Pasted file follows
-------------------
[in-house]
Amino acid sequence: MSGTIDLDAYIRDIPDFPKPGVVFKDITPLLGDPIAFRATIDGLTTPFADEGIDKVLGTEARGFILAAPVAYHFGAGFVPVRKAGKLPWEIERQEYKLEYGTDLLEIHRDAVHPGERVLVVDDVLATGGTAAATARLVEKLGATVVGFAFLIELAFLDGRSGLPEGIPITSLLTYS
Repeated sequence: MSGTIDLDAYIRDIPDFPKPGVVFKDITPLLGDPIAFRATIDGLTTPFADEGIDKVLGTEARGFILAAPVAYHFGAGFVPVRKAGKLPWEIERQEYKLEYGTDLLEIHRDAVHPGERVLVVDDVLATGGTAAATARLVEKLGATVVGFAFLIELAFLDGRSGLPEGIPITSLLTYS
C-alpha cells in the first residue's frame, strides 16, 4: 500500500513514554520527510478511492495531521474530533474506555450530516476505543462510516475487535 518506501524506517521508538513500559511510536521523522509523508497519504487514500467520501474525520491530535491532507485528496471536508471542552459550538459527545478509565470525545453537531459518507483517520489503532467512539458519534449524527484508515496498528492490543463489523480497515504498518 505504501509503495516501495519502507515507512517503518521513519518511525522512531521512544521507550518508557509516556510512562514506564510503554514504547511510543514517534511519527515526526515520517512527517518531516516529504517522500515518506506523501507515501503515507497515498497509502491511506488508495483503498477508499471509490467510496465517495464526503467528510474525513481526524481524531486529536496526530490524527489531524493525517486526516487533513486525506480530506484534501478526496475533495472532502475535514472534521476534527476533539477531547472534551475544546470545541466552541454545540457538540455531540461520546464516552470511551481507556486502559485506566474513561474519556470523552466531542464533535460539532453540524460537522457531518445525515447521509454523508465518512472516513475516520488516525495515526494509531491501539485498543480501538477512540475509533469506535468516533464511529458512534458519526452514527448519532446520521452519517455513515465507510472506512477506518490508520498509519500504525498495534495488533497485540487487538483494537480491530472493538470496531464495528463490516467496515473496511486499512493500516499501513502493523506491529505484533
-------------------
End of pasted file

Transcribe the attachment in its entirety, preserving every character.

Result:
[in-house]
Amino acid sequence: MSGTIDLDAYIRDIPDFPKPGVVFKDITPLLGDPIAFRATIDGLTTPFADEGIDKVLGTEARGFILAAPVAYHFGAGFVPVRKAGKLPWEIERQEYKLEYGTDLLEIHRDAVHPGERVLVVDDVLATGGTAAATARLVEKLGATVVGFAFLIELAFLDGRSGLPEGIPITSLLTYS
Repeated sequence: MSGTIDLDAYIRDIPDFPKPGVVFKDITPLLGDPIAFRATIDGLTTPFADEGIDKVLGTEARGFILAAPVAYHFGAGFVPVRKAGKLPWEIERQEYKLEYGTDLLEIHRDAVHPGERVLVVDDVLATGGTAAATARLVEKLGATVVGFAFLIELAFLDGRSGLPEGIPITSLLTYS
C-alpha cells in the first residue's frame, strides 16, 4: 500500500513514554520527510478511492495531521474530533474506555450530516476505543462510516475487535 518506501524506517521508538513500559511510536521523522509523508497519504487514500467520501474525520491530535491532507485528496471536508471542552459550538459527545478509565470525545453537531459518507483517520489503532467512539458519534449524527484508515496498528492490543463489523480497515504498518 505504501509503495516501495519502507515507512517503518521513519518511525522512531521512544521507550518508557509516556510512562514506564510503554514504547511510543514517534511519527515526526515520517512527517518531516516529504517522500515518506506523501507515501503515507497515498497509502491511506488508495483503498477508499471509490467510496465517495464526503467528510474525513481526524481524531486529536496526530490524527489531524493525517486526516487533513486525506480530506484534501478526496475533495472532502475535514472534521476534527476533539477531547472534551475544546470545541466552541454545540457538540455531540461520546464516552470511551481507556486502559485506566474513561474519556470523552466531542464533535460539532453540524460537522457531518445525515447521509454523508465518512472516513475516520488516525495515526494509531491501539485498543480501538477512540475509533469506535468516533464511529458512534458519526452514527448519532446520521452519517455513515465507510472506512477506518490508520498509519500504525498495534495488533497485540487487538483494537480491530472493538470496531464495528463490516467496515473496511486499512493500516499501513502493523506491529505484533